Image by Mataparda
The sun: lighting our way to work and saving us from rickets since life began. Now it’s offering us more, a way to redeem our dirty ways with clean, green energy but also a financial reward to boot.
Article by Christie C.
The collective knowledge about investment in solar panels is riddled with muddled information and misunderstandings. From the general public looking to invest to people heavily involved in the alternative power industry the false rumour that the days of good returns is abound.
Many renewable energy companies are going into administration due to misconceptions that it’s now a bad deal. It’s time to get the facts straight before the bubble bursts completely and solar companies have to be tagged and tracked to stop them becoming extinct.
It’s easy to be easily confused by confusing things
Laden with jargon, it can be difficult for the interested lay-person to untangle the facts. News of the financial gains and then the subsequent drops has left many feeling that the solar panel bandwagon was moving too damn fast. From ‘Feed in Tariffs’ to ‘kwh’ it can be easy to get lost, still choking on your own carbon emissions.
Everyone has an opinion and, without wading through pages of information, it can be difficult to know who to believe.
Aren’t they for hippies in hemp trousers and chickpea necklaces?
Solar PV (photovoltaic, in case it comes up in a pub quiz) is a form of renewable energy, and therefore has significant green credentials. However you don’t have to love lentils to reap the benefits on offer.
Subsidies are in place to encourage investment in solar PV and the financial rewards are better than those from typical investments. However for most, familiar terms, such as ‘bank’ and ‘interest rate’, are easier to deal with, even though in these dark times of recession they might not be able to offer the best returns.
The tariffs, however, can be easily explained and understood. Your energy company will pay a feed in tariff (FiT), currently at 15.44p, for the energy you produce (Kwh).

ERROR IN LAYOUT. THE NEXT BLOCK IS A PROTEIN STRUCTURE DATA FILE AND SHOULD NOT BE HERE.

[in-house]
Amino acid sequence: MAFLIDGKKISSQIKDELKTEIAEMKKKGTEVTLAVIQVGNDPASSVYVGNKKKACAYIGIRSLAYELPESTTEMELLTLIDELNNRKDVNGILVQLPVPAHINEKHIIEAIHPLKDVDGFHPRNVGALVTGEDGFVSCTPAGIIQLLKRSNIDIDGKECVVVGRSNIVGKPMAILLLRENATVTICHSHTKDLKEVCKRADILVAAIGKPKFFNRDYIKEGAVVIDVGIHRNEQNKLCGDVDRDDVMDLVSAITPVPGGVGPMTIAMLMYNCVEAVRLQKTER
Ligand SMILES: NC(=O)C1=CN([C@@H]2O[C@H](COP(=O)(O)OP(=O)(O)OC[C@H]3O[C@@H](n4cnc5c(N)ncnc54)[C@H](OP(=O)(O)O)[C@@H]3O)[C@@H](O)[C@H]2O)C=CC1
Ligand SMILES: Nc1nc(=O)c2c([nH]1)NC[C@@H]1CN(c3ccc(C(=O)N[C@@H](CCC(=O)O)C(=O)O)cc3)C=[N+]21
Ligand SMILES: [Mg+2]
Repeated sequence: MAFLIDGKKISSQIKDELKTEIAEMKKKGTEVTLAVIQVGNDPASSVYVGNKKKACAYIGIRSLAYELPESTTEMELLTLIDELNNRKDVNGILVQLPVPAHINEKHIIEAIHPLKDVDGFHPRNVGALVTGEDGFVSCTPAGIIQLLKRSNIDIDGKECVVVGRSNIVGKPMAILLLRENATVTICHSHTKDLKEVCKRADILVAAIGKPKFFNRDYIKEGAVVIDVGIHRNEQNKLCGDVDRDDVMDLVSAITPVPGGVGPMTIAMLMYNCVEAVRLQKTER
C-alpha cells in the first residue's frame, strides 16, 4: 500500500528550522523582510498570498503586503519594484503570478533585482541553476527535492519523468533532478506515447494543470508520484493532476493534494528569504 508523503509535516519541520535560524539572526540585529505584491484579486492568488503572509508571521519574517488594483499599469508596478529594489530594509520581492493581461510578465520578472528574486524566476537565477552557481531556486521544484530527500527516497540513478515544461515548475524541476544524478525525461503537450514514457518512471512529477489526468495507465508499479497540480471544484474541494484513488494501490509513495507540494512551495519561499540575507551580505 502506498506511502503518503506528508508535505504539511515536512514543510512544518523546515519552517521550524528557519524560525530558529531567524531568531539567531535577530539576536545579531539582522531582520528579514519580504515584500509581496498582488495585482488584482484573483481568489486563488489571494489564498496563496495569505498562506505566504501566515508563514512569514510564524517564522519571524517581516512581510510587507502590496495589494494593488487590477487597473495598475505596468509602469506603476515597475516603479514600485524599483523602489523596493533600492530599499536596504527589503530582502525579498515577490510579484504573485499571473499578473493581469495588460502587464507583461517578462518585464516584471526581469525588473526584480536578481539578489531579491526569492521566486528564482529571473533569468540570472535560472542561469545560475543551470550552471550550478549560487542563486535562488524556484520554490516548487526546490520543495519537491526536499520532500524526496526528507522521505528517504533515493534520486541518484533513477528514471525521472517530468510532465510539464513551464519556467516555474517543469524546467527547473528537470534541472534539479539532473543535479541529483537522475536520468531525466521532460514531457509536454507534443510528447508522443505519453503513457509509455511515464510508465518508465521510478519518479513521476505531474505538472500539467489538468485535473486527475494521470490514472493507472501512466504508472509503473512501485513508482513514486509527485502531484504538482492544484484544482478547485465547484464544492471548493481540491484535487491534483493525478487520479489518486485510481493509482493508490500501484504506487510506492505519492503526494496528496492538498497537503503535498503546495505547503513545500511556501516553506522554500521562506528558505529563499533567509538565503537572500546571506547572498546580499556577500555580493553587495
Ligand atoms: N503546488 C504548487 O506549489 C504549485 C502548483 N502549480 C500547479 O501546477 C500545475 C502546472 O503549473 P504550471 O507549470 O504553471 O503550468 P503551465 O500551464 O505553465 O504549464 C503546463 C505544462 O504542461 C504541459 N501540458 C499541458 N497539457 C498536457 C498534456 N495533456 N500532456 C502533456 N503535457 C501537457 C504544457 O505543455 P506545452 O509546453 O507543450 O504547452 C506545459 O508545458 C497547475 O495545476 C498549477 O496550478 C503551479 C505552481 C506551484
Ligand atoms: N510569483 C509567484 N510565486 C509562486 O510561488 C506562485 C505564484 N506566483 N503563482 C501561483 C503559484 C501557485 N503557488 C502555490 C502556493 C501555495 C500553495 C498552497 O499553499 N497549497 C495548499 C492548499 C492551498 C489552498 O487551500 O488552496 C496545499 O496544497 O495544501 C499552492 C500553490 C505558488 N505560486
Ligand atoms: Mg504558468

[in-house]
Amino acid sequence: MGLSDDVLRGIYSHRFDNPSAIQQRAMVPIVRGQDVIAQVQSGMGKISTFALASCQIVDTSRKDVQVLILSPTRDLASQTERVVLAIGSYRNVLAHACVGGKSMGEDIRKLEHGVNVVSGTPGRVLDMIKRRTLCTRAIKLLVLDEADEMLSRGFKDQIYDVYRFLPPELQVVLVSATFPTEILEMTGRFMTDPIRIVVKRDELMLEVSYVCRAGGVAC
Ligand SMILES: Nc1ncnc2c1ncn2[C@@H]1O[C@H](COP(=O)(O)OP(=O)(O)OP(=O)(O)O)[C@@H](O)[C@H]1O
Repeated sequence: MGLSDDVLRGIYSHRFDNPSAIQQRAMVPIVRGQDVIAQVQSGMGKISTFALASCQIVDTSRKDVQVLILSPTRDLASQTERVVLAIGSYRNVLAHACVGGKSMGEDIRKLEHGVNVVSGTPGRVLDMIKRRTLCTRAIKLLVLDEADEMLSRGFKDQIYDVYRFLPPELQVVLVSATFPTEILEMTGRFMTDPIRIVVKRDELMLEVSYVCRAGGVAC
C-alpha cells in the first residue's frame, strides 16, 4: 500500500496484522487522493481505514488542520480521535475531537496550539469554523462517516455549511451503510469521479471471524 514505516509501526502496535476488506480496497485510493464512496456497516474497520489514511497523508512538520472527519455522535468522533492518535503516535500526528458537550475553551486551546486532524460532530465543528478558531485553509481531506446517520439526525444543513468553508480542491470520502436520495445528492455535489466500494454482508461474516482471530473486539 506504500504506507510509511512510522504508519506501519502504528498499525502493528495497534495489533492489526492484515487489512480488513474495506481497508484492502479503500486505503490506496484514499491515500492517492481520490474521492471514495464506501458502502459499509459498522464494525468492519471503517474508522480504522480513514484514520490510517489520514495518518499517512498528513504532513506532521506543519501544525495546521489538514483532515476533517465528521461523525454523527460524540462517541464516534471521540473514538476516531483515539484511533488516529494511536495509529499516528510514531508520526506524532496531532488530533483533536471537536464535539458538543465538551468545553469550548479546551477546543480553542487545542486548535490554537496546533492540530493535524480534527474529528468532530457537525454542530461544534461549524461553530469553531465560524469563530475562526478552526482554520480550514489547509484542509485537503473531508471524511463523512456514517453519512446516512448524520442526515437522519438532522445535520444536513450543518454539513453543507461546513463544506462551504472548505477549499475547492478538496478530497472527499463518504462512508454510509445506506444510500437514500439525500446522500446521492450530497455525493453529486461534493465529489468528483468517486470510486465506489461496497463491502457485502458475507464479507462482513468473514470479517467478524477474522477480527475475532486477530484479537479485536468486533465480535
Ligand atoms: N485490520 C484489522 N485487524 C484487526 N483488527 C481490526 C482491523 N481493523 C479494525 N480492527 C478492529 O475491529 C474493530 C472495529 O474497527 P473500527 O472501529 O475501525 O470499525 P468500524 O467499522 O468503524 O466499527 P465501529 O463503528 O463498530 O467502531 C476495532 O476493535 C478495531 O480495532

Further still, you can use this energy to power your popcorn machine and egg-steamer, proving much more efficient than those mice on treadmills. As the price of power from fossil fuels continues to rise, this can result in significant savings on your electricity bill.
Why stop there? There is also an export tariff, which means that you will receive money for the energy that you don’t use. You can even choose which company in case you have a grudge against one in particular, after an exceptionally annoying call centre incident.
hasn’t the tariff-boat already sailed?
All bubbles burst. I know it’s hard to hear. Father Christmas doesn’t exist and that wrinkle cream is not going to work. It can’t be denied that there was a time when investment in solar PV would throw money back at you, but in return for a much higher up-front investment. The rewards haven’t disappeared.
Far from it, in fact. The money gained from the boom has meant that technology has improved and the price of systems has plummeted. So even though the feed-in tariff has been reduced, the initial investment has dropped significantly.
what exactly does this all mean?
As a dead-eyed actress would say, ‘here comes the science.’ Well maths really, but never mind.
Since 2010 prices of solar PV systems have dropped from roughly £18,000 to around £7,000 for a 4kWp system.